In name of fallen brothers, troopers take on Utica police on ice

Jessica Ryen Doyle

Trooper David Brinkerhoff and Utica police Officer Thomas Lindsey were linked even before Saturday night's hockey game at the Utica Memorial Auditorium, which benefited memorial foundations for the slain law enforcement officers.

The game featured the New York State Troopers versus the Utica Police Department. The team of Utica police won 10-8.

When Lindsey was fatally shot during a traffic stop in Cornhill on April 12, 2007, David Brinkerhoff's SWAT team responded to the investigation, said his wife, Barb Brinkerhoff, 33, who lives in Coxsackie.

Less than two weeks later, on April 25, David Brinkerhoff was also killed in the line of duty.

“He was always sad; he wanted to help out,” Barb Brinkerhoff said Saturday night as she sat with her daughter, Isabella, 16 months. “You always feel a loss when a brother is shot and killed.”

Barb and Isabella Brinkerhoff and two of Lindsey's relatives - brother Arthur Lindsey and 4-year-old niece Julieann - ceremoniously dropped the puck before the game started.

“This is great,” Barb Brinkerhoff said of the game. “I was born in Utica; my dad is from Utica and he went to Utica Free Academy. My mom was from New Hartford, so there is definitely a connection. Dave never skated a day in his life, but he loved the Buffalo Sabres.”

The idea for the benefit game came to Investigator Anthony Salerno and Trooper Joe Nitti last fall and the community was more than receptive, said Nitti's wife, Arlene, who was in charge of raffles and tickets Saturday night.

“All the proceeds will be split evenly between both names,” Arlene Nitti said. “Each side can determine how to use it.”

More than $3,200 had been raised before the doors opened Saturday, Joe Nitti said, and a final total will be available sometime next week.

“People are paying more than $5 a ticket,” Arlene Nitti said. “They are not asking for their change back. It's terrific.”

The crowd was enthusiastic, especially after seeing two troopers rappel from the ceiling alongside a large American flag during the singing of the national anthem.

Fans recorded the act with cameras as kids shouted out, “Wow!”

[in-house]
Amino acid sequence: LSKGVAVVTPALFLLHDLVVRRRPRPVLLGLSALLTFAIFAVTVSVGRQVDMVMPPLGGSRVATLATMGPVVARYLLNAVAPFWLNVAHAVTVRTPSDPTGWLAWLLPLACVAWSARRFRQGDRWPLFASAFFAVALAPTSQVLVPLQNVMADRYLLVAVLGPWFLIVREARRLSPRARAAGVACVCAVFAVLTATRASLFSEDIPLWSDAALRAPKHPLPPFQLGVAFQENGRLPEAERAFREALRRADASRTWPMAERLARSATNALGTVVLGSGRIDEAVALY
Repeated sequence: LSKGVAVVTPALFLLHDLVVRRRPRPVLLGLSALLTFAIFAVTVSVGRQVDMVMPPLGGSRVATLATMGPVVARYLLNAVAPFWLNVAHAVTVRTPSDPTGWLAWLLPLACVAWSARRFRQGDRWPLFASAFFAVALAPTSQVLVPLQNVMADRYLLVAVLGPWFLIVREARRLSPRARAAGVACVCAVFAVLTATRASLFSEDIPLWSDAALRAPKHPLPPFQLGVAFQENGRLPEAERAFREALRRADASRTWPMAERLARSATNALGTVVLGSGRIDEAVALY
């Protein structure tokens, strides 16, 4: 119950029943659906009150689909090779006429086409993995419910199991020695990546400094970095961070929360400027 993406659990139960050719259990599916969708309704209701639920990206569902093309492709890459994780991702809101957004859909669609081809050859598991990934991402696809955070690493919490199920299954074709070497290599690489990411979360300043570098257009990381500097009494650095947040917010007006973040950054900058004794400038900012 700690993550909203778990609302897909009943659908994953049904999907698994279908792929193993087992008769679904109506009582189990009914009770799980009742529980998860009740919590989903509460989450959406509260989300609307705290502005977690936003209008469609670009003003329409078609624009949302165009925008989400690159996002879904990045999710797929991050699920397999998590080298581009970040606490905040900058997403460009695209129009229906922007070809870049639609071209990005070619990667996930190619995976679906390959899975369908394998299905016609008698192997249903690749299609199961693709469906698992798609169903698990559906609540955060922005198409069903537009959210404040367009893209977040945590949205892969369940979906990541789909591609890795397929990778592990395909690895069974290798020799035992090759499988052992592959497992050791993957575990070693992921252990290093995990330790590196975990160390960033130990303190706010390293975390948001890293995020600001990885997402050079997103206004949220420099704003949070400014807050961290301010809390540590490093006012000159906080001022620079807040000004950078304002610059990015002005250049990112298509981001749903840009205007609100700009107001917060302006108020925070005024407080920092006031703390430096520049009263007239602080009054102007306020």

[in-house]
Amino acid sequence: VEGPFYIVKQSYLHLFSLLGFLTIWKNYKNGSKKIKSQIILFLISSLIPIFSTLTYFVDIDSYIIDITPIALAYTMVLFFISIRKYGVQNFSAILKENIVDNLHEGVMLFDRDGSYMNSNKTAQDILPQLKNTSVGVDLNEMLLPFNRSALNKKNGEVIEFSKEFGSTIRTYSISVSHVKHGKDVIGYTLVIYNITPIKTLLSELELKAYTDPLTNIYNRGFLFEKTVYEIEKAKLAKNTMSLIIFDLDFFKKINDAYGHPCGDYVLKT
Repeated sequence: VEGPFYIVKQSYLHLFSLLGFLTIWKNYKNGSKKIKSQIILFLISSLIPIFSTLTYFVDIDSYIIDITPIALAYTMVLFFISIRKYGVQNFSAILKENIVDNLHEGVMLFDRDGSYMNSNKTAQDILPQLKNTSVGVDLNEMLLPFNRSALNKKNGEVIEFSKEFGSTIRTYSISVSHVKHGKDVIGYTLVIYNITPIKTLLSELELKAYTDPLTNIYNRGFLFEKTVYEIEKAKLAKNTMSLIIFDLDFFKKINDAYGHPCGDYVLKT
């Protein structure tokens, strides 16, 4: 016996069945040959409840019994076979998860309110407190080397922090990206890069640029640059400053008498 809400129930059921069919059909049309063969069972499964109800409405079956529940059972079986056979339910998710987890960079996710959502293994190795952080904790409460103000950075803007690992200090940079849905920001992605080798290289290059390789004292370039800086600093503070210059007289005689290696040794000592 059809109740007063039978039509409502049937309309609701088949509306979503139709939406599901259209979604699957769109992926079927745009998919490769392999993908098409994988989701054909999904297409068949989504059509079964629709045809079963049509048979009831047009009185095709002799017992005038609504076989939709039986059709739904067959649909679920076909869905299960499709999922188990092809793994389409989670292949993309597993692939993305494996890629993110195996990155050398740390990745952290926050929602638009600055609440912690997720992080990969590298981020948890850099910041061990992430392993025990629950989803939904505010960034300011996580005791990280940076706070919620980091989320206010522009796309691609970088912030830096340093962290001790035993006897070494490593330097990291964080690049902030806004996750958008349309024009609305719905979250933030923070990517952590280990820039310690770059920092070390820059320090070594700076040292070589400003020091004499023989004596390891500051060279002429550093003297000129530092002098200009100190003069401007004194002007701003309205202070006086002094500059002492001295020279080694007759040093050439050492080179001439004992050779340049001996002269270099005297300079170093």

“I always want to learn more about hockey,” said Kyle Moylan, 8, of Utica, when asked why he came to the game.

“We know a few of the (Utica) policemen, so we bought some tickets,” dad Richard Moylan said. “The fans are great - and we're even cheering the troopers on.”

During the intermission, the Mohawk Valley Little Pioneers skated.

“I might be on TV!” said a wide-eyed R.J. Shafer, 5, of Frankfort, of why he was excited. “I want to be a goalie someday. The goalie tonight caught the puck and it bounced off his face!”

On a more serious note, Marilyn Gugnacki of Utica said coming to the game was a way of showing respect to the men and women in uniform who patrol the streets.

“These police officers, they have a lot of people they have to watch out for,” she said. “They need the support of the community.”

Karen Adamcyzk of Whitesboro agreed.

“I don't think there's always enough respect for them,” said Adamczyk, whose boyfriend is a Whitesboro police officer and whose daughter is planning to take the state trooper exam this year. “We need more events like this.”

Overall, the game was a success, despite losing, Joe Nitti said.

“We're having fun, and it's in the memory of all the fallen officers,” he said. “This is something to link their memories. They were linked from the beginning.”

Lindsey's memory will live on in another way, Arthur Lindsey said. He and his wife are expecting a baby boy in April, whom they plan to name Thomas.